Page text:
Cloud Computing and BI 2015: Three Takeaways
Cloud-based business intelligence is now an ingrained practice at many organizations – maybe even your own. More than half of the respondents to our 2015 Cloud/Cloud BI study agree that cloud BI is important, very important or critical to their operations and planning. More than half use or plan to use cloud BI in the near future.
But other organizations are plainly and sometimes painfully stalled. The “great wave” of cloud BI is almost surely going to arrive piece by piece and not universally. Right now, private cloud models are preferred but some departments crave public cloud solutions. Organizations are wrestling third-party data that sometimes arrives with its own tools and analytics. Standards and security are known and unknown hurdles to adoption.
Here are three takeaways to keep in mind as you evaluate cloud BI in your own organization:
1. Cloud BI is still BI. Interest in cloud BI features is increasing, but, public or private, users want the same kinds of functionality in their on-premise enterprise BI platforms. Self-service, dashboards, ad-hoc query, integration/ETL and production reporting capabilities are at the front of the line. Needs vary by function but actual feature priorities are almost identical for organizations of different size. Certainly, time to value and performance goals push users toward cloud BI, but the message is, “give me what I need to do my job and don’t reinvent the wheel.” Sales and marketing are going to lead the cloud BI push so look and learn from their experience.
2. Cloud BI terminology matters. Our report goes into some detail concerning public, private and hybrid cloud adoption and there’s valuable trending data within. We also note that different users and the vendor community parse these words differently. For example, if you want to blend data that is on and off-premise, you’d necessarily employ a hybrid cloud. Though organizations plainly want to pursue this strategy, they’re less inclined to pursue something called a hybrid model. The more thoroughly you discuss terms and distinctions and what they imply for your own BI program, the more confidently you’ll move down that path.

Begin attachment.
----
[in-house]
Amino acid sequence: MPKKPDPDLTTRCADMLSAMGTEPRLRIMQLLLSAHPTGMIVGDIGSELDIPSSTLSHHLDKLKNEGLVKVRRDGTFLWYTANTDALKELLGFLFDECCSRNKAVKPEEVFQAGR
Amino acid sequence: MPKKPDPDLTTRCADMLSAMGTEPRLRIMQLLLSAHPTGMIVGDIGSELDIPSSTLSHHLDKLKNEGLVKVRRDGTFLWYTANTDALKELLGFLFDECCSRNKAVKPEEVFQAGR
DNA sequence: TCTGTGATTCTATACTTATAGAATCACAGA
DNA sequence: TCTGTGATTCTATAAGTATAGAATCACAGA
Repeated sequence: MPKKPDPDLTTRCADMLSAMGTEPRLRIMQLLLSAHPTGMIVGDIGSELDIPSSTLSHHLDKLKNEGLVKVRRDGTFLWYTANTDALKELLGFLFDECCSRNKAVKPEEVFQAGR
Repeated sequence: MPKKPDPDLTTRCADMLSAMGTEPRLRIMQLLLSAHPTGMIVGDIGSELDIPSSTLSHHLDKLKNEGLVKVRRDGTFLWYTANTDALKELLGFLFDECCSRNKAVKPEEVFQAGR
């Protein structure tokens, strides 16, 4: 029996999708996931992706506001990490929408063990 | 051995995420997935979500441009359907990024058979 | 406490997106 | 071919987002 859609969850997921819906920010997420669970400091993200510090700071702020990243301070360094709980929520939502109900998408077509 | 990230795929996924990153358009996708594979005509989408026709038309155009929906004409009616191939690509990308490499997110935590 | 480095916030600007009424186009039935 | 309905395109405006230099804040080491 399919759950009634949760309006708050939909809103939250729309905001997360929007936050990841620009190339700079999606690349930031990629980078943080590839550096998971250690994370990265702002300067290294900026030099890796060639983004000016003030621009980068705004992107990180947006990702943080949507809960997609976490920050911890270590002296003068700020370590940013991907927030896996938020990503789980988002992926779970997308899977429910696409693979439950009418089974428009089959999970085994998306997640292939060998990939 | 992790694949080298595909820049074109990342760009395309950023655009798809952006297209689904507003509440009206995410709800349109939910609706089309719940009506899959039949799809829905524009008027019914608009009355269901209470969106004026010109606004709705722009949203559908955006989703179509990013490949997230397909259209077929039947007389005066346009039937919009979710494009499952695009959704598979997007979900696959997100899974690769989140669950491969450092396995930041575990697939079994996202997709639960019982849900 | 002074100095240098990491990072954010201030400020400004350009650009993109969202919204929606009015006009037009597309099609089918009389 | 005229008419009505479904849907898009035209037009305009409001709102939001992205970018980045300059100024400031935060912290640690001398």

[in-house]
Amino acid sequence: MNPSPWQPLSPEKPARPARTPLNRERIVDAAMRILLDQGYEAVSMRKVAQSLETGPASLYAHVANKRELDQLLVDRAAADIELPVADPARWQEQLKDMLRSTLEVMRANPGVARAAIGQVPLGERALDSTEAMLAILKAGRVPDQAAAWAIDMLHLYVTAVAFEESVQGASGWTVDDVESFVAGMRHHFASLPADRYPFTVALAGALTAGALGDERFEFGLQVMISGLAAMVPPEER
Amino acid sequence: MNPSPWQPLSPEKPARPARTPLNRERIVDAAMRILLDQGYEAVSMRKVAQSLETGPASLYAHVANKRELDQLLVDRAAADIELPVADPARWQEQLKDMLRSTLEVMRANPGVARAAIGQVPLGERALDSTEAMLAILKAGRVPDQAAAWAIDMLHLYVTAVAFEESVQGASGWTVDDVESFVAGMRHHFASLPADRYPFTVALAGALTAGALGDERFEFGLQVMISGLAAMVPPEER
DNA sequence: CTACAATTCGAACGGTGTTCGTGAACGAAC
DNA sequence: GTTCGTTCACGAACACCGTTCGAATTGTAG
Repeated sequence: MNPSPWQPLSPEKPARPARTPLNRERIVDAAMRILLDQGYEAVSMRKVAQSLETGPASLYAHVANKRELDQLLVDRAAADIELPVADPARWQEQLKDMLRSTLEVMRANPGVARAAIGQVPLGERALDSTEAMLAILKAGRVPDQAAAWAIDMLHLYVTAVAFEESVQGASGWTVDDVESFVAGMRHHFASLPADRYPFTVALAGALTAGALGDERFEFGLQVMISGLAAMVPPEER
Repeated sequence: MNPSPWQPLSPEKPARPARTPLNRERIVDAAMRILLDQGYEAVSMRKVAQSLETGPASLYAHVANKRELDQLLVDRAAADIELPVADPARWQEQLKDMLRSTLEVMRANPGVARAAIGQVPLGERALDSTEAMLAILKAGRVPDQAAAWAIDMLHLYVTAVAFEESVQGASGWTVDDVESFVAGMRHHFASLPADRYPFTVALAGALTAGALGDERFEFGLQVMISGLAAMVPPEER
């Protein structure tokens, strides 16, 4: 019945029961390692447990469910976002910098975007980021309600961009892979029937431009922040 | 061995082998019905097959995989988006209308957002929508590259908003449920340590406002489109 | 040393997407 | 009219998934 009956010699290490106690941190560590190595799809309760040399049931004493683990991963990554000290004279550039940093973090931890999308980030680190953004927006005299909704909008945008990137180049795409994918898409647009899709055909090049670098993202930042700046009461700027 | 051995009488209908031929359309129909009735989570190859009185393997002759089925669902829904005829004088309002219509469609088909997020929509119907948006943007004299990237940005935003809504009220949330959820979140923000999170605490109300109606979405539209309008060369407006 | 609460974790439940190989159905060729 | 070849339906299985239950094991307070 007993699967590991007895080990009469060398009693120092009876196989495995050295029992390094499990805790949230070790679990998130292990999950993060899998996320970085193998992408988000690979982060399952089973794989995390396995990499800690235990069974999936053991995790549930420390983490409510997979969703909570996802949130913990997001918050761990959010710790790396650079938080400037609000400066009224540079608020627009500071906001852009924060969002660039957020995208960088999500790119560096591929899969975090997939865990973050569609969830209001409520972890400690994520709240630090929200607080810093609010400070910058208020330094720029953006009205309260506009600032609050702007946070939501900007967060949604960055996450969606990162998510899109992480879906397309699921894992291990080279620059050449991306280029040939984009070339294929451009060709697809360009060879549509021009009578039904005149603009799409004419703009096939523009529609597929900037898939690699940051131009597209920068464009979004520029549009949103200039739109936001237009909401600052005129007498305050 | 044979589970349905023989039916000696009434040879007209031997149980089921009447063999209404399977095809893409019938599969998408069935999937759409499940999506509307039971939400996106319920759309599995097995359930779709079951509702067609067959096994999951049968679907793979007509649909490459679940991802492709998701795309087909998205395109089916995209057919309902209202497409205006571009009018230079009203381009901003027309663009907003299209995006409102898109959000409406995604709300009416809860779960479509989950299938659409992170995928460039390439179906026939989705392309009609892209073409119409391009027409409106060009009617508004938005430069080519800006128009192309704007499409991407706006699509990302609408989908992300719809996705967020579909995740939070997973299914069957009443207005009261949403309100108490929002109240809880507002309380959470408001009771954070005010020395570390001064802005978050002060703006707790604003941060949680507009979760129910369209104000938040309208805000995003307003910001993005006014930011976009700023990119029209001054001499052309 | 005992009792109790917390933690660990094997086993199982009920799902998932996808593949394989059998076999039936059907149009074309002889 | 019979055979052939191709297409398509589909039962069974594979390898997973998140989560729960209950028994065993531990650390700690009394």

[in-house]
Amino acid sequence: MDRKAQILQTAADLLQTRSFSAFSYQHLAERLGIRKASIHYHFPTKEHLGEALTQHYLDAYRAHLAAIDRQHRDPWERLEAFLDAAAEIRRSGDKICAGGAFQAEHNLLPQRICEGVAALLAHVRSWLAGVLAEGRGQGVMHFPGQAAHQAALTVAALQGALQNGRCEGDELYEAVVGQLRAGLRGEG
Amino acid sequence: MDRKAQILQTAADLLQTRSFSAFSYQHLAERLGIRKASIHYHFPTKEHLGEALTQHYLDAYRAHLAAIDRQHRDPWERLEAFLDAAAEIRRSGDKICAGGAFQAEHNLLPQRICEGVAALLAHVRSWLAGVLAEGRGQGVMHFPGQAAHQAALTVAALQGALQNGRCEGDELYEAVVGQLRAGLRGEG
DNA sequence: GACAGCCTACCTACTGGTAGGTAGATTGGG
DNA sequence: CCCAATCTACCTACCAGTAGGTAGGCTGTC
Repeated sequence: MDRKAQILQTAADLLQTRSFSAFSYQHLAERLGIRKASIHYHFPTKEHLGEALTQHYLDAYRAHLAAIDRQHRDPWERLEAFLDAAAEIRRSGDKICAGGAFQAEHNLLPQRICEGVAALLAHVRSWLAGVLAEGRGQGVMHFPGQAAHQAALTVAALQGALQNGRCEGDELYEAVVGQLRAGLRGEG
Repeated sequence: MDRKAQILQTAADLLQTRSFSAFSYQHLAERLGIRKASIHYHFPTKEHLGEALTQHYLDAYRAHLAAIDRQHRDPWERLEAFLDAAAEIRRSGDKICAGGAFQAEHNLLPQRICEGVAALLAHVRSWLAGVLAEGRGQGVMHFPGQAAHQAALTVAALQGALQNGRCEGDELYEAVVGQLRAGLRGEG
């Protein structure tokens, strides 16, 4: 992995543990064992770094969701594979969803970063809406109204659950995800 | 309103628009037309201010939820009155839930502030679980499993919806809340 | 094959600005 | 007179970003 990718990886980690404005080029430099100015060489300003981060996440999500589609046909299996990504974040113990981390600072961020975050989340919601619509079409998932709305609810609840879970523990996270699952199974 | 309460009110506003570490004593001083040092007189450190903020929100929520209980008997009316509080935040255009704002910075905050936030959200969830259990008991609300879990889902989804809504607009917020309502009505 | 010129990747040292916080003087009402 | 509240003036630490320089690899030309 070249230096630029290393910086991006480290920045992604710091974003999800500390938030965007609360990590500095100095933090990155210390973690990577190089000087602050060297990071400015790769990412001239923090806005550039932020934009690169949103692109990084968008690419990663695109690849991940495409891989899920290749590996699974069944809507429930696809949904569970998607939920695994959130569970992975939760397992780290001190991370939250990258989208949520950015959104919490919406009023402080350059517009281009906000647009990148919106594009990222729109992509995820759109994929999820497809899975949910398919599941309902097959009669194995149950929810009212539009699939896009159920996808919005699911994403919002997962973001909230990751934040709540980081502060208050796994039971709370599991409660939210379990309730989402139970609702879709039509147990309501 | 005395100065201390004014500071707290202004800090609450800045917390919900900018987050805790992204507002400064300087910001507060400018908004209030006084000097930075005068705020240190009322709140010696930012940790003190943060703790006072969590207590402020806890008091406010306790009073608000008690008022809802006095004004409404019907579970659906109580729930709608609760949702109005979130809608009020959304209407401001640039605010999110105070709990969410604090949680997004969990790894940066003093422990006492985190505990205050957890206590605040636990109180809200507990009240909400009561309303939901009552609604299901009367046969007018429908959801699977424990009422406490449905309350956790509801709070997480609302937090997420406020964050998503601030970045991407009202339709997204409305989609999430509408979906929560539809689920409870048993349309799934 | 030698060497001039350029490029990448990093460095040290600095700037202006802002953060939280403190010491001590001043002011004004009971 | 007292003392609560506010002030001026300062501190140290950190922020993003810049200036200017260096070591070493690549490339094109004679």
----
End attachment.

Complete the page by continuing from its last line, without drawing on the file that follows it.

3. Security is the only elephant in the room. Old news, yes, and it’s truer than ever: security is overwhelmingly the single biggest concern and reason why organizations are not moving toward cloud BI. Corporate leaders and decision-makers with jobs at risk in the event of a breach are most aware, yet events have shown closely held data is just as vulnerable as data in a cloud. A majority of respondents to our cloud BI survey are simply unaware of relevant industry standards which often center around security as well. To get cloud BI off and running, we’ll need to take the discussion into the open and address the boardroom as well as the rank and file.
You’ll find this and much more in our report, all free to the qualified users who filled out our survey and this is just one of over a dozen reports we’re producing this year. For those that are not a part of our research community, the report is available for purchase atwww.cloudbireport.com
Dresner Advisory Services
Jim Ericson is a research director with Dresner Advisory Services. Jim has served as a consultant and journalist who studies end-user management practices and industry trending in the data and information management fields. From 2004 to 2013 he was the editorial director at Information Management magazine (formerly DM Review), where he created architectures for user and industry coverage for hundreds of contributors across the breadth of the data and information management industry. As lead writer he interviewed and profiled more than 100 CIOs, CTOs, and program directors in a 2010-2012 program called “25 Top Information Managers.” His related feature articles earned ASBPE national bronze and multiple Mid-Atlantic region gold and silver awards for Technical Article and for Case History feature writing.